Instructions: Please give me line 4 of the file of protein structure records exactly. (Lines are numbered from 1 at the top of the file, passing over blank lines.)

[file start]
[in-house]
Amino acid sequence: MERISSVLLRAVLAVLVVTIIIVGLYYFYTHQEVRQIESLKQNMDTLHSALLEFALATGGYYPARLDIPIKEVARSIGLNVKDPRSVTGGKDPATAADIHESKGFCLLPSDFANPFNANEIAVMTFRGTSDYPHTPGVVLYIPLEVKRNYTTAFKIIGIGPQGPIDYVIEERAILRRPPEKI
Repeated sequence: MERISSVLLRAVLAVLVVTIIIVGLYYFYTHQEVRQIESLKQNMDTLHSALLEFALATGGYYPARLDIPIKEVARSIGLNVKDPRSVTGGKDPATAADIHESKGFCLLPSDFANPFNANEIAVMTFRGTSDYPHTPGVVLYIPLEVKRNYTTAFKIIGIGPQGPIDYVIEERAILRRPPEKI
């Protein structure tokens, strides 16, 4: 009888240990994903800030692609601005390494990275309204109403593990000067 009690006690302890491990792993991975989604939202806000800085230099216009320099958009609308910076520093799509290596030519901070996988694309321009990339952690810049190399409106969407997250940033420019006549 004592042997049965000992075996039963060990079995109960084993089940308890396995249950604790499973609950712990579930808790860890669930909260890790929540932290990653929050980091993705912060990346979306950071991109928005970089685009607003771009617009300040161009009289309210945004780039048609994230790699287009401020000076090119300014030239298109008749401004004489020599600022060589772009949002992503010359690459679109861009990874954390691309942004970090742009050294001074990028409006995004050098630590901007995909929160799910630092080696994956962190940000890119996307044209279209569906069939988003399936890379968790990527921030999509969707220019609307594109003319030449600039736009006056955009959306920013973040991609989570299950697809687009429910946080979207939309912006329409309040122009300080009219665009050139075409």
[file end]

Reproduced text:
């Protein structure tokens, strides 16, 4: 009888240990994903800030692609601005390494990275309204109403593990000067 009690006690302890491990792993991975989604939202806000800085230099216009320099958009609308910076520093799509290596030519901070996988694309321009990339952690810049190399409106969407997250940033420019006549 004592042997049965000992075996039963060990079995109960084993089940308890396995249950604790499973609950712990579930808790860890669930909260890790929540932290990653929050980091993705912060990346979306950071991109928005970089685009607003771009617009300040161009009289309210945004780039048609994230790699287009401020000076090119300014030239298109008749401004004489020599600022060589772009949002992503010359690459679109861009990874954390691309942004970090742009050294001074990028409006995004050098630590901007995909929160799910630092080696994956962190940000890119996307044209279209569906069939988003399936890379968790990527921030999509969707220019609307594109003319030449600039736009006056955009959306920013973040991609989570299950697809687009429910946080979207939309912006329409309040122009300080009219665009050139075409």